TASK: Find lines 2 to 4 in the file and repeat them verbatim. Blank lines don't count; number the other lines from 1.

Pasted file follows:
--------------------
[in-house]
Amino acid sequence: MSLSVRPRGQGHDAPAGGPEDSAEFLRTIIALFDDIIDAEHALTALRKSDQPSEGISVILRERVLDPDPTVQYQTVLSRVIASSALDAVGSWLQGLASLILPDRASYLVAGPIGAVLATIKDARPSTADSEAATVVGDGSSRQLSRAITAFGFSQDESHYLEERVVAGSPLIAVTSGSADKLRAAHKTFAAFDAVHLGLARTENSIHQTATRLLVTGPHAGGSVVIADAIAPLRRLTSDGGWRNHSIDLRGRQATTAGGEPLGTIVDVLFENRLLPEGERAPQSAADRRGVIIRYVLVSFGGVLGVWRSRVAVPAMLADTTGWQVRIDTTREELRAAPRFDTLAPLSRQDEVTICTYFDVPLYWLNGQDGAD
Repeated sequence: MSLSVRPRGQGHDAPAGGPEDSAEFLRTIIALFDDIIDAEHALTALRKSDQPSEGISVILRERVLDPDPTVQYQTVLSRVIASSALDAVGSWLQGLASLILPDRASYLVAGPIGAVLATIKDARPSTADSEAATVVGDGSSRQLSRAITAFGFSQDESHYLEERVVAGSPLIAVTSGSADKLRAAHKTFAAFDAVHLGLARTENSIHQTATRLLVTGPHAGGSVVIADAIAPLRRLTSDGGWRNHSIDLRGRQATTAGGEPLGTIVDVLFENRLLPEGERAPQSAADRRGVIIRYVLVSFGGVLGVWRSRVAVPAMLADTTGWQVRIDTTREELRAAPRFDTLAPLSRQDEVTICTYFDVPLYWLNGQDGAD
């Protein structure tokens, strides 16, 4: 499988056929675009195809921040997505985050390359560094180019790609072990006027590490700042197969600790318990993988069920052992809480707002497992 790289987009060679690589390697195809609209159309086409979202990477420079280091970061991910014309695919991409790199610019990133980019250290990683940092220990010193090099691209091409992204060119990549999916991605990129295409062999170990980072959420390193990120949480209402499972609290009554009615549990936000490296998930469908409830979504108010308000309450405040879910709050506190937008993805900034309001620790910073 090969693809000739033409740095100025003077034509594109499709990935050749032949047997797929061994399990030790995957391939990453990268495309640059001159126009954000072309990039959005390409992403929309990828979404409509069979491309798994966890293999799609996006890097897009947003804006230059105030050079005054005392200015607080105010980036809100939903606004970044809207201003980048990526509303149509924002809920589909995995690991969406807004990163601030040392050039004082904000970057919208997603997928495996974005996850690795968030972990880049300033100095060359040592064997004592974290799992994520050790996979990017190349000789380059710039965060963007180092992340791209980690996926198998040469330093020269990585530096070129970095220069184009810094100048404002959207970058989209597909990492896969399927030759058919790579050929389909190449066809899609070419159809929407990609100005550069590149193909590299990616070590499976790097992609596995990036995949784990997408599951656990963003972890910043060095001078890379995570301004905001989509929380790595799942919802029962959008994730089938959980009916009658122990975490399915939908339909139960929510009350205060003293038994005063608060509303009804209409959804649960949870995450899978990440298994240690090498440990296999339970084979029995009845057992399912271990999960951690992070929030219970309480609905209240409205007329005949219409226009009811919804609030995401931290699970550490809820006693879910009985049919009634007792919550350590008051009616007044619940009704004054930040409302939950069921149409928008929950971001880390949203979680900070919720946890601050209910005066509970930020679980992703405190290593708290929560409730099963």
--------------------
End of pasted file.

Amino acid sequence: MSLSVRPRGQGHDAPAGGPEDSAEFLRTIIALFDDIIDAEHALTALRKSDQPSEGISVILRERVLDPDPTVQYQTVLSRVIASSALDAVGSWLQGLASLILPDRASYLVAGPIGAVLATIKDARPSTADSEAATVVGDGSSRQLSRAITAFGFSQDESHYLEERVVAGSPLIAVTSGSADKLRAAHKTFAAFDAVHLGLARTENSIHQTATRLLVTGPHAGGSVVIADAIAPLRRLTSDGGWRNHSIDLRGRQATTAGGEPLGTIVDVLFENRLLPEGERAPQSAADRRGVIIRYVLVSFGGVLGVWRSRVAVPAMLADTTGWQVRIDTTREELRAAPRFDTLAPLSRQDEVTICTYFDVPLYWLNGQDGAD
Repeated sequence: MSLSVRPRGQGHDAPAGGPEDSAEFLRTIIALFDDIIDAEHALTALRKSDQPSEGISVILRERVLDPDPTVQYQTVLSRVIASSALDAVGSWLQGLASLILPDRASYLVAGPIGAVLATIKDARPSTADSEAATVVGDGSSRQLSRAITAFGFSQDESHYLEERVVAGSPLIAVTSGSADKLRAAHKTFAAFDAVHLGLARTENSIHQTATRLLVTGPHAGGSVVIADAIAPLRRLTSDGGWRNHSIDLRGRQATTAGGEPLGTIVDVLFENRLLPEGERAPQSAADRRGVIIRYVLVSFGGVLGVWRSRVAVPAMLADTTGWQVRIDTTREELRAAPRFDTLAPLSRQDEVTICTYFDVPLYWLNGQDGAD
């Protein structure tokens, strides 16, 4: 499988056929675009195809921040997505985050390359560094180019790609072990006027590490700042197969600790318990993988069920052992809480707002497992 790289987009060679690589390697195809609209159309086409979202990477420079280091970061991910014309695919991409790199610019990133980019250290990683940092220990010193090099691209091409992204060119990549999916991605990129295409062999170990980072959420390193990120949480209402499972609290009554009615549990936000490296998930469908409830979504108010308000309450405040879910709050506190937008993805900034309001620790910073 090969693809000739033409740095100025003077034509594109499709990935050749032949047997797929061994399990030790995957391939990453990268495309640059001159126009954000072309990039959005390409992403929309990828979404409509069979491309798994966890293999799609996006890097897009947003804006230059105030050079005054005392200015607080105010980036809100939903606004970044809207201003980048990526509303149509924002809920589909995995690991969406807004990163601030040392050039004082904000970057919208997603997928495996974005996850690795968030972990880049300033100095060359040592064997004592974290799992994520050790996979990017190349000789380059710039965060963007180092992340791209980690996926198998040469330093020269990585530096070129970095220069184009810094100048404002959207970058989209597909990492896969399927030759058919790579050929389909190449066809899609070419159809929407990609100005550069590149193909590299990616070590499976790097992609596995990036995949784990997408599951656990963003972890910043060095001078890379995570301004905001989509929380790595799942919802029962959008994730089938959980009916009658122990975490399915939908339909139960929510009350205060003293038994005063608060509303009804209409959804649960949870995450899978990440298994240690090498440990296999339970084979029995009845057992399912271990999960951690992070929030219970309480609905209240409205007329005949219409226009009811919804609030995401931290699970550490809820006693879910009985049919009634007792919550350590008051009616007044619940009704004054930040409302939950069921149409928008929950971001880390949203979680900070919720946890601050209910005066509970930020679980992703405190290593708290929560409730099963």